Anti-Bullying Week

A couple of infographics for anti-bullying week.

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This week is anti-bullying week (twitter users will note that I have added a ‘twibbon’ to my profile pic), so here are a couple of infographics for you:

abwbully

Author: Thomas

I am branch secretary of NAS West Norfolk and #actuallyautistic (diagnosed 10 years ago at the comparatively advanced age of 31). I am a keen photographer, so that most of my own posts contain photos. I am a keen cricket fan and often write about that subject. I also focus a lot on politics and on nature.

8 thoughts on “Anti-Bullying Week”

  1. Yes – I agree with Anna, let’s extend anti-bullying week to 52 weeks! Bullies cause so much misery and yet when I worked in schools seeing children with ‘issues’, it was always the victims and never the bullies under the spotlight. I was supposed to teach them ‘non-victim’ habits. So that is as good as saying, ‘it’s your fault!’. And sometimes, teachers were the worst offenders! My hair is an unusual colour, not ginger, not blonde but a mix of the two and I was bullied mercilessly by the kids with ‘normal’ hair. How I longed for brown hair! But now, as a ‘mature woman’, I am SO thankful for my hair colour because I have not gone grey yet like the kids who bullied me.

    1. The attitudes you encountered at that school are one reason why the problem persists. Any approach that suggests the victims are in any way to blame is automatically flawed.

      1. Yes – definitely! And sadly, the more I tried to change things, the more opposition I encountered from people in senior positions. I was eventually pushed out of my job because of the ‘problems’ I caused.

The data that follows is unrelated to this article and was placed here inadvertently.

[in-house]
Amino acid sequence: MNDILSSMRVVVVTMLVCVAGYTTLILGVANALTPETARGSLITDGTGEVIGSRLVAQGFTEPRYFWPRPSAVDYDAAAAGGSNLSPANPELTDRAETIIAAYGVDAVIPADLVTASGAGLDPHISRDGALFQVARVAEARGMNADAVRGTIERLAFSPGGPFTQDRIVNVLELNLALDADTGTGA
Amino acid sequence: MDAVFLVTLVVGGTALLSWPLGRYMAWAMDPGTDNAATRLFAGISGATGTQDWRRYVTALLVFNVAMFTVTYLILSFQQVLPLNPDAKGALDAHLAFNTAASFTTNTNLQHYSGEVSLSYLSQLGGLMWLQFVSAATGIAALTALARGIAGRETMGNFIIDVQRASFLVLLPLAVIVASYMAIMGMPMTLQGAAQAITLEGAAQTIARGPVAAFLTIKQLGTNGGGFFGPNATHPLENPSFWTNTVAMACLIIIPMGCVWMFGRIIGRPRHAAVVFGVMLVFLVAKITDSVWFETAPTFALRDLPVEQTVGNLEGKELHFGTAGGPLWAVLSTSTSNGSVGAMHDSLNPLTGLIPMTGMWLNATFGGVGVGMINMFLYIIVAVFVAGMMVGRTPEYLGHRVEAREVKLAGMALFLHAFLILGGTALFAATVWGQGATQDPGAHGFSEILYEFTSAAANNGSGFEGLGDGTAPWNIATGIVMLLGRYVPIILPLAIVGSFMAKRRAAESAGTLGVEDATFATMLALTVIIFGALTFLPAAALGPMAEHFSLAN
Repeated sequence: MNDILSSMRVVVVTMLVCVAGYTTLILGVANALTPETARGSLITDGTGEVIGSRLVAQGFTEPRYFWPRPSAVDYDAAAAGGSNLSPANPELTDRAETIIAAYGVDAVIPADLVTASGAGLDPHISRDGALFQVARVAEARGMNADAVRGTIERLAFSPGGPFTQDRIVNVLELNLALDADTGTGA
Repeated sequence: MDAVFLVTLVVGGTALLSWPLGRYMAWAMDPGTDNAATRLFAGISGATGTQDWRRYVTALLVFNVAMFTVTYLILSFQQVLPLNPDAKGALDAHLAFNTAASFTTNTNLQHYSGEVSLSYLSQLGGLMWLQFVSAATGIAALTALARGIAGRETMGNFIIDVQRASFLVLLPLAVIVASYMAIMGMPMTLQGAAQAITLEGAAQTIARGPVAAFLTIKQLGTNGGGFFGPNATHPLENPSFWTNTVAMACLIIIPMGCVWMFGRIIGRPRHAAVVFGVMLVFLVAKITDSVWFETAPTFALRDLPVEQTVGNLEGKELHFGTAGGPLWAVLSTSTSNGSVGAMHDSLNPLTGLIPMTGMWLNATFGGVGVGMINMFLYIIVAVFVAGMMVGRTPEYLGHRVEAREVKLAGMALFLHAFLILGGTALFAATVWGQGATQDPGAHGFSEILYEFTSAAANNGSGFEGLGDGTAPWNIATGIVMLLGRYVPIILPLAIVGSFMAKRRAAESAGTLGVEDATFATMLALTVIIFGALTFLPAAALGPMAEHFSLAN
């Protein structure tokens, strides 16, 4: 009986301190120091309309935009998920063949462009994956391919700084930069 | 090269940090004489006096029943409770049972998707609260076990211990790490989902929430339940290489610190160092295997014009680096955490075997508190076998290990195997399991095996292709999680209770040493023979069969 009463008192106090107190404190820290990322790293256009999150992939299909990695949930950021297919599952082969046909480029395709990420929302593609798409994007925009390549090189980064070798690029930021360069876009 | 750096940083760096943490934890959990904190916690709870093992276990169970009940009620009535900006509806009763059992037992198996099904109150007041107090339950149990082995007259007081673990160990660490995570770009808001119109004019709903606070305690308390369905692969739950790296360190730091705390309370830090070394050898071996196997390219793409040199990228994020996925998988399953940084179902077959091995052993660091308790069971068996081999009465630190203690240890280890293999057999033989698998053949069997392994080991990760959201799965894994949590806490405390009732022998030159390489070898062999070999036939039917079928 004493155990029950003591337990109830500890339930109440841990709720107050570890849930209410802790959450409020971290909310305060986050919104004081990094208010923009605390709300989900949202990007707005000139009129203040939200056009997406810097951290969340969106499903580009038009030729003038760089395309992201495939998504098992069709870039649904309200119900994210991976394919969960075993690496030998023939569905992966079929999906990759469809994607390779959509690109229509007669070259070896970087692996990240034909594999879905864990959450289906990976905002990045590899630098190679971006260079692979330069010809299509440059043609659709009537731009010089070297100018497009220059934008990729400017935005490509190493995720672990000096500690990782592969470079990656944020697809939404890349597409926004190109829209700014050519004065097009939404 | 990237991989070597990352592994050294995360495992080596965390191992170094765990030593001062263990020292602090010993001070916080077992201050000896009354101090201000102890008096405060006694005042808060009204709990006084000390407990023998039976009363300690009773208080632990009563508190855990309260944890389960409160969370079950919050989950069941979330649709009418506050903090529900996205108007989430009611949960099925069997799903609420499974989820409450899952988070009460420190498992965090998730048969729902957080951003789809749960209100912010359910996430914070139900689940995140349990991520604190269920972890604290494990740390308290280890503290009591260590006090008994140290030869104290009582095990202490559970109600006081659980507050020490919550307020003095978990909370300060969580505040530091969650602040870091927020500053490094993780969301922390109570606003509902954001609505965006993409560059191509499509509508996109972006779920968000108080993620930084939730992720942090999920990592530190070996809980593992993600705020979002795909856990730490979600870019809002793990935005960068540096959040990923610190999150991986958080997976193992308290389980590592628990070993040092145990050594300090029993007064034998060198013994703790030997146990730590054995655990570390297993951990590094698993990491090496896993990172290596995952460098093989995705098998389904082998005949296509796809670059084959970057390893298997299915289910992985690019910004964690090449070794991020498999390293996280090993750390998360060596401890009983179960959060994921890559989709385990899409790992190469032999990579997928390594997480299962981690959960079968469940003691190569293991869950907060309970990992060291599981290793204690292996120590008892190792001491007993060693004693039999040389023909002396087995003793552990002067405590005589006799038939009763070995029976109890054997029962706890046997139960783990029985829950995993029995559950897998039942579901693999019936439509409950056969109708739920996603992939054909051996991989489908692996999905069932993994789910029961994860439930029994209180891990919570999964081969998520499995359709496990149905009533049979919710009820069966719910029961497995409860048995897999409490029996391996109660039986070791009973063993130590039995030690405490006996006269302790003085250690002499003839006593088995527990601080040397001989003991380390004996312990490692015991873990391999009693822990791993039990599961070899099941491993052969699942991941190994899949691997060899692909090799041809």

They way I was pushed out was a form of bullying. But I challenged the local authority with the help of a solicitor and barrister and gave them a run for their money. Sadly, the outcome means I am silenced but there is SO much I would love to write about the situation I was in. And the losers? The children in schools today who have no voice.

        And many of the children I worked with were autistic children whose way of perceiving the world was seen as something that needed to change to fit in with ‘the norm’. School was terrifying for some of these children, not because of any fault in them but because of faults in a system that promotes conformity to a very narrow norm.

        There is never any desire for the mainstream to adapt to the needs of people whose perception or cognitive functioning is different to the majority. Not inferior – just different. It is beyond unacceptable and yet things seem to be getting worse in schools from what I am told.

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